Wilston’s first class journey

In 1961, Wilston Samuel Jackson gained the title that can never be away from him: Britain's first black train driver.

Wilston

Wilston went on to drive the luxurious trains and transporting the Queen up and down the country.


In 2018, Wilston had a stroke and lost his speech, hearing and movement. He wanted to be cared for at home, and Saint Francis Hospice's Hospice at Home team happily obliged, as his wife, Naomi explained:


"A nurse from the Hospice would come round every evening. Sometimes they would just comfort me or sit with him, which gave me a chance to get some sleep in the other room.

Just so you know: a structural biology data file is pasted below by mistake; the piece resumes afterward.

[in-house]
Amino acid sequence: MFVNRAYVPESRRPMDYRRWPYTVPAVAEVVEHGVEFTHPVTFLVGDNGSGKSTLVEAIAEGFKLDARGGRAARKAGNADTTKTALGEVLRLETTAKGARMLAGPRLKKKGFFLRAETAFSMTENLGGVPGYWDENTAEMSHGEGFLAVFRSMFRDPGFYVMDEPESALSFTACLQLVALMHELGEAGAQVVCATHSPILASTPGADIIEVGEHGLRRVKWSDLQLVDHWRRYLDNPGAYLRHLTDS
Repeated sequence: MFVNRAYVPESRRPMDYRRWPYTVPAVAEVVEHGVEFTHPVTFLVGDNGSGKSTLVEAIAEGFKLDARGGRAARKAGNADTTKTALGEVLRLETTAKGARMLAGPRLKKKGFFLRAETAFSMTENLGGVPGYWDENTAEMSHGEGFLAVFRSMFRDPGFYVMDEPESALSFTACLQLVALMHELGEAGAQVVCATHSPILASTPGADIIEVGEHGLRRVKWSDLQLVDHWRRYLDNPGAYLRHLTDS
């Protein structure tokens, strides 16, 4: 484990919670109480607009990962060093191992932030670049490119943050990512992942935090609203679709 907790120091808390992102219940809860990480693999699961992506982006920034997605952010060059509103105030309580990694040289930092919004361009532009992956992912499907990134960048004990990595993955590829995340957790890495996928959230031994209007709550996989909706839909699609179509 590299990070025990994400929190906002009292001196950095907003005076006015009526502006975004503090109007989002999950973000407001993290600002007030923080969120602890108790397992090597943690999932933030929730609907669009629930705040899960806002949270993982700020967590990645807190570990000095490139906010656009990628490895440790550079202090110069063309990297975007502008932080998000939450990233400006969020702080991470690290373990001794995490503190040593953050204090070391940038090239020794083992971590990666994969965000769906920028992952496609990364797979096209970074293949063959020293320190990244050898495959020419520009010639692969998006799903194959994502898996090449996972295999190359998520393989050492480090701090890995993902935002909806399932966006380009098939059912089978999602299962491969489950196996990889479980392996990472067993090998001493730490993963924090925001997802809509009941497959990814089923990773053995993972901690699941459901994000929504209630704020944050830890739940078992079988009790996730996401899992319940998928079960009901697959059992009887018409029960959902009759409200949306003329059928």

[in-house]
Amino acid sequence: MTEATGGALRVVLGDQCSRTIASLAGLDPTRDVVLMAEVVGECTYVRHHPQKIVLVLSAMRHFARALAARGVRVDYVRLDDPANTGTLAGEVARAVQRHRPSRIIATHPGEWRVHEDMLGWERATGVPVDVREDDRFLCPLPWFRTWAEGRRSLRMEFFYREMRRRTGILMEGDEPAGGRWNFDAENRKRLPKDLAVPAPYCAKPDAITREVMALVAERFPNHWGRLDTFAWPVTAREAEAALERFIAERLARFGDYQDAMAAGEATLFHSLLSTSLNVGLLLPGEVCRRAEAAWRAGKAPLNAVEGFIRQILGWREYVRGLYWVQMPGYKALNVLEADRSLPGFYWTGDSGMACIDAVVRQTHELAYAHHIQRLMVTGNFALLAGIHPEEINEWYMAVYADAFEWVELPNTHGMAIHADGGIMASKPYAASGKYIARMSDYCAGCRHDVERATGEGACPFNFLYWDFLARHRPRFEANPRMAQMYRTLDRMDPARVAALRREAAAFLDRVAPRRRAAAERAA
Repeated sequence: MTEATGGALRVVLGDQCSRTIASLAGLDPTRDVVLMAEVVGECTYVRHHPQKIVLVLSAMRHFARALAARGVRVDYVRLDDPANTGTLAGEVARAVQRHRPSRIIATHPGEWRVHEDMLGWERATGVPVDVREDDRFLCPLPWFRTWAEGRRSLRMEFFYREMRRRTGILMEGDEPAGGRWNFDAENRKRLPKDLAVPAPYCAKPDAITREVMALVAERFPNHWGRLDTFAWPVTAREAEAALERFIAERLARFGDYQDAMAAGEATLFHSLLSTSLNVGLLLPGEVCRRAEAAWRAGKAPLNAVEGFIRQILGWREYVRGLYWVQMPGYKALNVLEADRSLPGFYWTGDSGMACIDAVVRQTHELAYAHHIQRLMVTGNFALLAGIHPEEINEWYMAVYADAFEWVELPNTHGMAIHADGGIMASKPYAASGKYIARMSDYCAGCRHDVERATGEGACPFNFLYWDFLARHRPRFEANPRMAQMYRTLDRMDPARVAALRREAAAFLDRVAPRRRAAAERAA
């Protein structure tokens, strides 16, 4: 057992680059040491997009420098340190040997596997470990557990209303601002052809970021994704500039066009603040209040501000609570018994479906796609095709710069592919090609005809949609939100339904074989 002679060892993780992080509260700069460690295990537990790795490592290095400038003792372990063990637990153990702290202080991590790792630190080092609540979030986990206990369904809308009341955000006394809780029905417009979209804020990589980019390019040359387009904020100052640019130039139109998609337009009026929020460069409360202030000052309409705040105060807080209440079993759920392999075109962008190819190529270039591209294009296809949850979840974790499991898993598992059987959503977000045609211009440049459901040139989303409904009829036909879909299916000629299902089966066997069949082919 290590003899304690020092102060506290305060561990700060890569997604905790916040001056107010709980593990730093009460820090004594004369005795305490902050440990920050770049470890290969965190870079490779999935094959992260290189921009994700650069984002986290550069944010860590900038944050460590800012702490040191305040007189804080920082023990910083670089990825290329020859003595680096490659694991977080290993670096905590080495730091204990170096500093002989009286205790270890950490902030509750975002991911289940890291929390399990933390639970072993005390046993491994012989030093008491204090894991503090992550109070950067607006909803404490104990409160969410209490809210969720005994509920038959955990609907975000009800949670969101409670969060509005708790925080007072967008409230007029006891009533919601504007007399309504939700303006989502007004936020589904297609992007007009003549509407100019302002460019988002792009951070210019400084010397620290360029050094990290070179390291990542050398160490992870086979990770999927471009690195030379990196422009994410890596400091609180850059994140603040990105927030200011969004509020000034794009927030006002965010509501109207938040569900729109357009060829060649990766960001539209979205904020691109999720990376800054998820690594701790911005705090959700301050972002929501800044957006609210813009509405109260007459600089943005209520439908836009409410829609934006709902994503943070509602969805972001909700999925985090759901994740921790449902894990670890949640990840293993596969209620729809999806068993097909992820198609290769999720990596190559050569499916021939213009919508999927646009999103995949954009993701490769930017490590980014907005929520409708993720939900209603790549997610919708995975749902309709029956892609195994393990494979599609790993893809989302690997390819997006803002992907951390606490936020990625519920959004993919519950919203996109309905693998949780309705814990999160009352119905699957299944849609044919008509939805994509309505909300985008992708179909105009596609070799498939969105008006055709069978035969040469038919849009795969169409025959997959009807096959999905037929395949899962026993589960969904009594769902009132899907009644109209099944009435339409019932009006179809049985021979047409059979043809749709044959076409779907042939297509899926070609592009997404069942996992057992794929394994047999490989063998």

"I didn't sleep well without someone from the Hospice there, for fear of him not being there when I woke up. I was always getting up and checking how he was, so the Hospice offering me some relief was wonderful and of great help.


Wilston passed away at home with his loved ones around him. He was 91.


Nothing made Wilston prouder than his family and the accolade of being Britain's first black driver, and nothing makes us prouder than caring for people like Wilston.


This year's Hospice Care Week theme is This Is What It Takes.


We only receive 24.8% of our total running costs from the government and need to find over £12.5m a year to continue providing our services.


You can do your bit in ensuring that our nurses are always there for people just like Wilston by supporting our Urgent Appeal — for as little as £3 a month.

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